Two-Body Problems

This page explains the numerical simulation of two-body problems suitable for a first numerical simulation.

The coordinates of two point particles can be represented by two vectors, $\vec x_1 \in \mathbb R^3$ and $\vec x_2 \in \mathbb R^3$. They have corresponding masses and velocities ($m_i,\vec v_i$).

Because the interaction between the particles is invariant to translations, the energy of interaction can only depend on the difference between coordinates, $\vec r = \vec x_2 - \vec x_1$. Even better, since the interaction should be invariant to rotation, the potential energy should really only depend on the length of $\vec r$, which we denote $r = |\vec r|$. You must memorize the formula for computing the magnitude of a vector,

$|\vec r|^2 = \sum_i \vec r_i^2 = r_x^2 + r_y^2 + r_z^2$.

Common Energy Functions

Harmonic Oscillator

The most common energy function is undoubtedly the potential energy of the harmonic oscillator,

$U(r) = \frac{k}{2} (r - r_0)^2$.

It has two parameters, k, and $r_0$. Because of its commonly usage to represents the energy of a bond between atoms, $r_0$ is sometimes referred to as the bond length, and k as the bond stretch constant.

Lennard-Jones

The second most common pair-energy function is arguably the Lennard-Jones form,

$U(r) = 4 \epsilon\left( \left(\frac{\sigma}{r}\right)^{12} - \left(\frac{\sigma}{r}\right)^6 \right)$.

This form is used to represent a pair of atoms that are not bonded. It also has two parameters. $\epsilon$ is the well-depth' and $\sigma$ is the distance where the energy crosses from positive to negative. There is an alternate way to write this energy by re-defining $R = \sigma 2^{1/6}$ and re-factoring the 4 inside the parentheses.

Other Forms

There are many other forms that try to represent the actual physical interaction energy between pairs of atoms more realistically than the primitive approximations above. You should look these up on your own

For the FENE potential (and the others as well) an excellent reference is the Gromacs User Manual and high-level summaries of these functions are also present in the LAMMPS Documentation.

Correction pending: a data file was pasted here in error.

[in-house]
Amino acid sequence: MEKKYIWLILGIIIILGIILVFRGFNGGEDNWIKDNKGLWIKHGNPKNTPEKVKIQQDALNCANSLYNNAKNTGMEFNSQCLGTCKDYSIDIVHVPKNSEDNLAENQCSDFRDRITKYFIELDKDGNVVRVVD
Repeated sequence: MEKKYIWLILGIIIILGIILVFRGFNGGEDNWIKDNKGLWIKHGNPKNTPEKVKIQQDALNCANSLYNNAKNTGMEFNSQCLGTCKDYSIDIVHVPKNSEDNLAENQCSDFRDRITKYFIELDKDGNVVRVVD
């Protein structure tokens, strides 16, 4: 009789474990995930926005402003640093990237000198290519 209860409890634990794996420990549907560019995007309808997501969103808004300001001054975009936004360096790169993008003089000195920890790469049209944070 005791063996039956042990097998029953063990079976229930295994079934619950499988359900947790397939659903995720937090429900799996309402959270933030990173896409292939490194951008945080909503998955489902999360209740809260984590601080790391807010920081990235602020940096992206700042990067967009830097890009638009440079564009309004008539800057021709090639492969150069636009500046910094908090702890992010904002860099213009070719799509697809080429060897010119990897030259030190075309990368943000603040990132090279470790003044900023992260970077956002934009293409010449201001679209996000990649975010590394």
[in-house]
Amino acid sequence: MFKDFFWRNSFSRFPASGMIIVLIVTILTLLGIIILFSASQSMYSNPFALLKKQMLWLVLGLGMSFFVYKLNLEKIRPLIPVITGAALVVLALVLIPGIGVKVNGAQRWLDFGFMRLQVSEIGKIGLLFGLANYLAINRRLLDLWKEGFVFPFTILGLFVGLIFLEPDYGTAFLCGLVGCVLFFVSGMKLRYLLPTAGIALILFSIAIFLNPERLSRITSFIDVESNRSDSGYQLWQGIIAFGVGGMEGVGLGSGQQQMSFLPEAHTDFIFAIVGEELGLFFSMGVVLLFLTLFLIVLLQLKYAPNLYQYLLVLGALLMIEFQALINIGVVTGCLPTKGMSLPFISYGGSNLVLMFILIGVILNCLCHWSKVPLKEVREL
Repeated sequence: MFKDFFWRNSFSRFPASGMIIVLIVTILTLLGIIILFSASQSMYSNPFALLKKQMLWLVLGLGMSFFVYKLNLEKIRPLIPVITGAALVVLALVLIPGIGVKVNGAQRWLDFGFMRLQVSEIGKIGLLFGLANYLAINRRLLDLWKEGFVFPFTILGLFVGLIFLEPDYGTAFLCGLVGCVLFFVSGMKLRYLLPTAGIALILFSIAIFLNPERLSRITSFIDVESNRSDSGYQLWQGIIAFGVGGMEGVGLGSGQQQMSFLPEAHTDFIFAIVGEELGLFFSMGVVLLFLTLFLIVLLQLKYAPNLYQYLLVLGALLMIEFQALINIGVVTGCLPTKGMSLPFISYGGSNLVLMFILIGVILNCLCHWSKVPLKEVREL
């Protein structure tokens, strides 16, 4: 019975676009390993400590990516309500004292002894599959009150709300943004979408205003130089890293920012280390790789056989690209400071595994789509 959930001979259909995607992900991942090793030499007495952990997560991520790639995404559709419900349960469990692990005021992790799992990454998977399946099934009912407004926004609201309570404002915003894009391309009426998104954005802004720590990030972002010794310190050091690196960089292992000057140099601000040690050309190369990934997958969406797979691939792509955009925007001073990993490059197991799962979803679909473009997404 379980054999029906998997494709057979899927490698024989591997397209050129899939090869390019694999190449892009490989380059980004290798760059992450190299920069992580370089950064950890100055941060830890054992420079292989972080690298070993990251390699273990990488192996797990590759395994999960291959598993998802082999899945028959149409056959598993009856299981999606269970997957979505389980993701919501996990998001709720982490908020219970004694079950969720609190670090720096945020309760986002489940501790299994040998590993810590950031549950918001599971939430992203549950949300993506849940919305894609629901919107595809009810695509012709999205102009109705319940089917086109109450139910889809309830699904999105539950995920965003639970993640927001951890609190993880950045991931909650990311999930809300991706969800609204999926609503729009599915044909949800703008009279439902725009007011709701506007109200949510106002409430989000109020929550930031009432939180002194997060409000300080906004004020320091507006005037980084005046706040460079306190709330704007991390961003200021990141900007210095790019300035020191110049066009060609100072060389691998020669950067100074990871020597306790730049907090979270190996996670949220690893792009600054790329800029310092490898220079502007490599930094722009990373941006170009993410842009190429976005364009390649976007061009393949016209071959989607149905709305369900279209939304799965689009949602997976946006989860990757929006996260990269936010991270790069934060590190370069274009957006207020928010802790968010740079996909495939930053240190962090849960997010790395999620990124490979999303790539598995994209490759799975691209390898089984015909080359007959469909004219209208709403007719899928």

Derivatives of the Energy

According to Newton's law, we must compute the force as,

$\vec F = -\vec \nabla U$, where $U$ is the potential energy function.

In component form, $\vec \nabla_i = \frac{\partial}{\partial x_i}$ is the derivative with respect to the $i^\mathrm{th}$ component.

To find the derivative of $U(r)$ with respect to $\vec x_i$, the chain rule has to be used at least twice. The first one is easy, and can be summarized in vector form,

$\vec \nabla_{x_2} = -\vec \nabla_{x_2} = \nabla_r$

In English, $\vec x_2$ increases as much as $\vec r$ does, and $x_1$ decreases as much as $\vec r$ increases.

The second part is harder, since it requires going from $\vec r$ dependence to $\vec r$ dependence.

It is written in vector form as,

$\vec \nabla_r U(r) = \frac{\vec r}{r} \frac{dU(r)}{dr}$

Example Implemenentation

This example shows the steps needed to run a 2-particle simulation in outline form. It is not complete, since the functions are not yet implemented.

<source lang="python"> from numpy import * import pylab as plt

1. Understand system.

def plot_atoms(x):

   # Make a plot of all atoms.
#plt.plot([x0[0], x1[0]], [x0[1], x1[1]], 'o')
plt.plot([x[0,0]], [x[0,1]], 'o')
plt.plot([x[1,0]], [x[1,1]], 'o')
# cruft
plt.gca().set_xlim([0,10])
plt.gca().set_ylim([0,10])

   plt.show()


def mag(r):

   return sqrt(r[0]*r[0]+r[1]*r[1]+r[2]*r[2])


1. Use physics.

def calc_energy(x):

   # coords -> distance vectors
r = x[1] - x[0]

   # distance vectors -> lengths
print(mag(r))
print(r)
# lengths -> energies


def main():

   # Define starting locations
# x has 2 indices:
#  index 0 - atom number
#  index 1 - x,y, or z
x = array([ [5,5,-1],
[7,8,0] ])
plot_atoms(x)
calc_energy(x)
`

main() </source>